ONCAlert | 2017 San Antonio Breast Cancer Symposium

Expert Shares Strategies for Treating High-Risk ET, PV

Darcy Lewis
Published Online: 6:06 PM, Sat September 17, 2016

John Mascarenhas, MD

When it comes to managing high-risk patients with essential thrombocythemia (ET) or polycythemia vera (PV), John Mascarenhas, MD, starts with risk stratification, he told colleagues during a "How I Treat" session at the second annual ASH Meeting on Hematologic Malignancies in Chicago.
 
Mascarenhas, associate professor of medicine, Myeloproliferative Disorders Program, Tisch Cancer Institute, Icahn School of Medicine at Mount Sinai, began his remarks by reviewing the World Health Organization’s 2016 diagnostic criteria for both ET and PV.1 He noted that the PV criteria now include a bone marrow biopsy to make the diagnosis.
 
When stratifying for risk in both ET and PV, Mascarenhas evaluates 4 key concerns: risk of death, risk of vascular events, risk of progression to post-ET or post-PV myelofibrosis, and risk of progression to acute myeloid leukemia (AML).
 
Mascarenhas discussed chart review findings from the International Working Group for Myeloproliferative Neoplasms Research and Treatment (IWG-MRT),2 which showed that about one-fifth of PV patients died of thrombotic complications, one-fifth died of acute leukemia, and one-fifth of a second malignancy. “These important findings make clear that PV’s natural course is both chronic and progressive, and ends in acute leukemia,” he said.
 
For Mascarenhas, risk stratification is based primarily on a history of prior thrombosis and age >60 years, which in turn informs the need for cytoreductive therapy. Cardiovascular risk factors also play a role. Low-risk patients are below age 60 and do not have prior thrombosis or cardiovascular risk factors. Intermediate-risk patients are younger and pre-thrombotic but do have cardiovascular risk factors. High-risk patients are older and have a history of thrombosis. “This simple, validated model is best for community use,”3,4 he said. “It makes clear that our treatment goals should be to reduce the thrombosis rate and delay disease transformation.”
 
In general, he has found that many American colleagues are unfamiliar with his preferred European LeukemiaNet (ELN) response criteria for ET and PV.5 “The criteria are very specific about what constitutes complete remission, partial remission, no response and progressive disease, which in turns helps us evaluate our strategies,” he said.
 
Mascarenas urged colleagues to use a hematocrit (HCT) level <45% as the goal of therapy in PV.6 “That should always be our target because the CYTO-PV Collaborative Group trial found a four-fold reduction in cardiovascular events among patients whose HCTs were strictly controlled,” he said.
 
He also reiterated that hydroxyurea (HU) remains the first choice for first-line therapy for both high-risk ET and PV patients. “The data does not confirm the leukemogenic potential of HU, but that idea often sticks in people’s minds,” he said.
 
Mascarenhas reviewed the ELN consensus criteria for HU resistance and intolerance in PV, then queried whether they are clinically relevant. Yes, he said, because HU resistance has been shown to lead to increased risk for both death and disease transformation.7
 
He also noted that ruxolitinib has a role to play for patients with PV who are HU-resistant or -intolerant. “Ruxolitinib is the optimal therapy for second-line after HU to address spleen and symptom burden and to control HCT,” he said.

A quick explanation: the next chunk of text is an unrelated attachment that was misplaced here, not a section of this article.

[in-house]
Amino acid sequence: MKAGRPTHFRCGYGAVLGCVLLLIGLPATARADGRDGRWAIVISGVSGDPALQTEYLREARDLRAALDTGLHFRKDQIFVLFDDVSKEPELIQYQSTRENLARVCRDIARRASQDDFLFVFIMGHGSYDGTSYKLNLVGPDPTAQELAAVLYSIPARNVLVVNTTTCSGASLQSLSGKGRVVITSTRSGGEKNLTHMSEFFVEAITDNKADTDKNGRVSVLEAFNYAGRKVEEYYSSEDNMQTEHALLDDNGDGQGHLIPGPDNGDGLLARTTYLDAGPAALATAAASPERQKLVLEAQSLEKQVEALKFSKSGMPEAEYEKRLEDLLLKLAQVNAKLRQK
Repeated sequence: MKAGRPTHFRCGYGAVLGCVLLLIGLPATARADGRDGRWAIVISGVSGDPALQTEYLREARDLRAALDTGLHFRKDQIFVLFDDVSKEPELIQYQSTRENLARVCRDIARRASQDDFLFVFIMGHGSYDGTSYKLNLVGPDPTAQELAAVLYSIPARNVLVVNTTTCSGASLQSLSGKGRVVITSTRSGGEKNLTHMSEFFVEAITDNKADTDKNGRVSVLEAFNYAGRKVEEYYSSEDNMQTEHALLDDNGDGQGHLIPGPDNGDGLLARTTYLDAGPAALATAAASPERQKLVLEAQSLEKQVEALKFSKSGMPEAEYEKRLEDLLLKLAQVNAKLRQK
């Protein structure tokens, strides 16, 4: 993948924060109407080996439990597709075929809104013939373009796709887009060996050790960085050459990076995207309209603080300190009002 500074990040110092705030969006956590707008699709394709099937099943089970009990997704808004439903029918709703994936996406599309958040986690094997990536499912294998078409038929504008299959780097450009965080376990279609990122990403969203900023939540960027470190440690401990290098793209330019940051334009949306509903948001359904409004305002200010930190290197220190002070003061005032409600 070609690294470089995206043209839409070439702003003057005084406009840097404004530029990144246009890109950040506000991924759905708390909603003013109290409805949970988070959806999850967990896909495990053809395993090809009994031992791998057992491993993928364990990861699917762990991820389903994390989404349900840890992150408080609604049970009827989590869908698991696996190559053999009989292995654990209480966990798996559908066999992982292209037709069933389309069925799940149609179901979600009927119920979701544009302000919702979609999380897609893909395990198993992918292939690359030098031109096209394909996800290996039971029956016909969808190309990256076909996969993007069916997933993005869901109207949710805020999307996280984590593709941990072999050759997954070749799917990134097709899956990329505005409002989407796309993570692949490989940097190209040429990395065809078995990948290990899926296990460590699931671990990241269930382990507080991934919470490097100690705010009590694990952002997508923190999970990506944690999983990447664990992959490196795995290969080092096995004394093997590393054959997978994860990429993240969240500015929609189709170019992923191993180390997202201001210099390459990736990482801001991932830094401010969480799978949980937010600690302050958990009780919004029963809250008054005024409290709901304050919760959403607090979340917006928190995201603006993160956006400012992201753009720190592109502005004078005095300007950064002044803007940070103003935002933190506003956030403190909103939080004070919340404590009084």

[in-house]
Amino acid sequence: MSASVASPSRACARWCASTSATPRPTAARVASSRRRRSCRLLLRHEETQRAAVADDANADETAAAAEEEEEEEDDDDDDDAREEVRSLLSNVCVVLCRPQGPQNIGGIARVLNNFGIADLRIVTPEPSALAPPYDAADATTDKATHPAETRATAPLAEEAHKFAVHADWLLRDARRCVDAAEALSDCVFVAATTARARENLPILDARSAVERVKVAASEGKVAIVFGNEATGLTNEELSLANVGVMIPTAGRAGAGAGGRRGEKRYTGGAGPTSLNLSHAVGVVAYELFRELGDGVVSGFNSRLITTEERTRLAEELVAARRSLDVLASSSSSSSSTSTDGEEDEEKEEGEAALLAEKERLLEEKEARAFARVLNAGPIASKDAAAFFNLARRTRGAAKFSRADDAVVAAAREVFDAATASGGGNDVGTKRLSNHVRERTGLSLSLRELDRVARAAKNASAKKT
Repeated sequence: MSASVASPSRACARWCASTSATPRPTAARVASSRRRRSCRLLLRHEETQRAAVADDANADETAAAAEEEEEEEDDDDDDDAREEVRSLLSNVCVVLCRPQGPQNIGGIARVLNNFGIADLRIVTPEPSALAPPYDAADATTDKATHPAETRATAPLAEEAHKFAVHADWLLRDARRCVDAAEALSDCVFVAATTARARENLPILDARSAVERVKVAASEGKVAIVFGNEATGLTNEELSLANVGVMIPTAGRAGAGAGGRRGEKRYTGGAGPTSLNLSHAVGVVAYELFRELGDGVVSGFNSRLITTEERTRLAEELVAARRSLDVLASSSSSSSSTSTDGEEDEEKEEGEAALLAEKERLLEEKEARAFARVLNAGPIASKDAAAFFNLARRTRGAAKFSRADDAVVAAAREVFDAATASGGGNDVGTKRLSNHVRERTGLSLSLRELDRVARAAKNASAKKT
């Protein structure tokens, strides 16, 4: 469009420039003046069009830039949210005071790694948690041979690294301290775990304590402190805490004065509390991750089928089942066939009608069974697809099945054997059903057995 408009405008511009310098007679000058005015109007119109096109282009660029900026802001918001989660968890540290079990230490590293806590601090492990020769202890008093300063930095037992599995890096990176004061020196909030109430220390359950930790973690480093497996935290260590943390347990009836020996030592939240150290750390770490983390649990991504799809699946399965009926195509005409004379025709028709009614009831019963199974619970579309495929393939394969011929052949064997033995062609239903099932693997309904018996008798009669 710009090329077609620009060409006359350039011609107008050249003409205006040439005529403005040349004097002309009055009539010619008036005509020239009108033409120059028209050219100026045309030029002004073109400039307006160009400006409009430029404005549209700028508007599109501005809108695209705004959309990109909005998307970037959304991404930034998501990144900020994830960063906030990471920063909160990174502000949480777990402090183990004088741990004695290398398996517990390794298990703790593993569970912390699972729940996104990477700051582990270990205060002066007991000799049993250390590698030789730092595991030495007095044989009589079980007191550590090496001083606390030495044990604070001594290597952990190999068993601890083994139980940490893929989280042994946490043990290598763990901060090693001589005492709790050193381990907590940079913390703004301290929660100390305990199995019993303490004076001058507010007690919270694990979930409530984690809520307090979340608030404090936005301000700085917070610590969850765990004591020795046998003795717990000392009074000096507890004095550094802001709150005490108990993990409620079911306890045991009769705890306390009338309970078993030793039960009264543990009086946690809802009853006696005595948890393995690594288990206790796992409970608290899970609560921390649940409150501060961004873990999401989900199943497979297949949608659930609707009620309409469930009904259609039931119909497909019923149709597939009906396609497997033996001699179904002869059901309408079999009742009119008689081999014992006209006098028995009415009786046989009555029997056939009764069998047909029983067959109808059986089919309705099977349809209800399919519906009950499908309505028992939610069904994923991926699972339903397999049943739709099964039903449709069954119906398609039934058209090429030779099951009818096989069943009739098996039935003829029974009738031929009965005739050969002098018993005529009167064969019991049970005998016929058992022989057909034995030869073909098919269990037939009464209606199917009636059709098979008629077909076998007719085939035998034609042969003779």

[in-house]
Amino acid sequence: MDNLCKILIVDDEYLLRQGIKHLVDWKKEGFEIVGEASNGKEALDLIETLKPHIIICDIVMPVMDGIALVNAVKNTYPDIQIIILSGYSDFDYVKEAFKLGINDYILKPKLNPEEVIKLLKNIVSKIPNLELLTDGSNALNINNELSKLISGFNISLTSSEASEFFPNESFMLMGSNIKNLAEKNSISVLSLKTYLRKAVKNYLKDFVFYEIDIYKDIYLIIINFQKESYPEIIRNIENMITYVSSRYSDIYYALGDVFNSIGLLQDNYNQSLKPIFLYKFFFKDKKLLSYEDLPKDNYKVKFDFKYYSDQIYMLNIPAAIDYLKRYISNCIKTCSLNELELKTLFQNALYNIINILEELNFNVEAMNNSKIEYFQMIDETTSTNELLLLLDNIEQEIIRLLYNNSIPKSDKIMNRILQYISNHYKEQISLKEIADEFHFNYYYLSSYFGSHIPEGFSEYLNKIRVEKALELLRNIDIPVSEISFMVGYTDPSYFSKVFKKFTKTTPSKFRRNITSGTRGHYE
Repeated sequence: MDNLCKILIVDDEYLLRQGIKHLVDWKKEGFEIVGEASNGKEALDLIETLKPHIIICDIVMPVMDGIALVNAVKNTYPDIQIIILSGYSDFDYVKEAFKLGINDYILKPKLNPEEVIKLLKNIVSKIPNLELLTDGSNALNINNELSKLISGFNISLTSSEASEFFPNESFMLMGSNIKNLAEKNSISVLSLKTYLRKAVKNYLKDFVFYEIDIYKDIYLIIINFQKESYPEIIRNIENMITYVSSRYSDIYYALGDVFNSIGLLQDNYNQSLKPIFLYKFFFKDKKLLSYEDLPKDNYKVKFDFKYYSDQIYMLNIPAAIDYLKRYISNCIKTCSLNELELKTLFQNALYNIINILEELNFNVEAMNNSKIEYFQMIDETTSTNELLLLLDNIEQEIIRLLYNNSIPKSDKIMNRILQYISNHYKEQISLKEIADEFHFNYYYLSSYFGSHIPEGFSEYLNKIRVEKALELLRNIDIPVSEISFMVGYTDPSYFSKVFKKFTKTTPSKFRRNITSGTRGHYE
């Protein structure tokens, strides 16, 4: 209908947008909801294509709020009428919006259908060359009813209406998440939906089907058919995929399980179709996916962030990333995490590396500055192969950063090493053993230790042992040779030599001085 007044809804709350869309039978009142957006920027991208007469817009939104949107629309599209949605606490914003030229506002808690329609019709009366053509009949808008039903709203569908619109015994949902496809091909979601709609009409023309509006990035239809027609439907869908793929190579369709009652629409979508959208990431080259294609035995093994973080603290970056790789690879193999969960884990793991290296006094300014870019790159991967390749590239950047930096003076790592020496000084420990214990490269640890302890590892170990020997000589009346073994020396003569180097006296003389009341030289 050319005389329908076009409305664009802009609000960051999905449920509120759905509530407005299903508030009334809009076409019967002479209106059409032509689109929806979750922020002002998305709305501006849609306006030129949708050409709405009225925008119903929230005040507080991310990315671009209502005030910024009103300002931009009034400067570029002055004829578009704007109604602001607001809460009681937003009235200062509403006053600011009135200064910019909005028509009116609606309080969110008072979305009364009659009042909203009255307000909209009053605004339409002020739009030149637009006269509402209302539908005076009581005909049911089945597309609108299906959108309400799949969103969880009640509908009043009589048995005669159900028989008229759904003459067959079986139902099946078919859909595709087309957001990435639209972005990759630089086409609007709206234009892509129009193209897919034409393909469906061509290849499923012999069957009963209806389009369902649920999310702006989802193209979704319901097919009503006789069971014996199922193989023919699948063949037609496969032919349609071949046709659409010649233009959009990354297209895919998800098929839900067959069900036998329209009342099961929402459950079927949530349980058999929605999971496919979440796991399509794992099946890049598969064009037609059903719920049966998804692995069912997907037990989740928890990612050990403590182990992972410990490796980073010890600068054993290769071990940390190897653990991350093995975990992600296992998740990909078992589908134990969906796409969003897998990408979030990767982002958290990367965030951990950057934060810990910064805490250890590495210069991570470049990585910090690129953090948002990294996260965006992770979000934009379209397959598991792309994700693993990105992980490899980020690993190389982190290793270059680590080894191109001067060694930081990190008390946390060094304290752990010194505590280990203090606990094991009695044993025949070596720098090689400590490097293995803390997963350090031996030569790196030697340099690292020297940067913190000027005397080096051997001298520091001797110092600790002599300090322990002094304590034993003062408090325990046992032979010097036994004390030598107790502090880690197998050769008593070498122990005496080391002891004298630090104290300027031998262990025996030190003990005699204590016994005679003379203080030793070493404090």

For patients with ET who have HU intolerance or resistance, Mascarenhas called anagrelide “an appropriate second-line option.”
 
Finally, Mascarenhas looked at interferon-α2a (IFN-α) therapy, which he noted has only regional support in the United States. The therapy is currently being studied in a randomized trial of high-risk PV and ET patients who are randomized to either HU or IFN- α. “IFN-α holds the potential for disease course modification (phase III results are expected soon) and may be best used in younger individuals and during pregnancy,” he said (NCT01259856).
 
However, he also urged colleagues to be attentive to patients’ complaints of anxiety and depression while on interferon: “Interferon is not easy to tolerate, and it can be easy for us to overlook quality-of-life symptoms that often influence patients’ willingness to continue with a treatment.”
 
 
 
References:
  1. Arber DA, Orazi A, Hasserjian R, et al. The 2016 revision to the World Health Organization classification of myeloid neoplasms and acute leukemia. Blood. 2016; 127(20):2391-2405.
  2. Tefferi A, Rumi E, Finazzi G, et al. Survival and prognosis among 1545 patients with contemporary polycythemia vera: an international study. Leukemia. 2013;27(9):1874-1881.
  3. Marchioli R, Finazzi G, Landolfi R, et al. Vascular and neoplastic risk in a large cohort of patients with polycythemia vera. J Clin Oncol. 2005;23(10:2224-2232.
  4. Barbui T, Barosi G, Birgegard G, et al. Philadelphia-negative classical myeloproliferative neoplasms: critical concepts and management recommendations from European LeukemiaNet. J Clin Oncol. 2011;29(6):761-770.
  5. Barosi G, Birgegard G, Finazzi G, et al. Response criteria for essential thrombocythemia and polycythemia vera: result of a European LeukemiaNet consensus conference. Blood. 2009;113(20):4829-4833.
  6. Marchioli R, Finazzi G, Specchia G, et al. Cardiovascular events and intensity of treatment in polycythemia vera. N Engl J Med. 2013;368(1):22-33.
  7. Alvarez-Larrán A, Pereira A, Cervantes F, et al. Assessment and prognostic value of the European LeukemiaNet criteria for clinicohematologic response, resistance, and intolerance to hydroxyurea in polycythemia vera. Blood. 2012;119(6):1363-1369.


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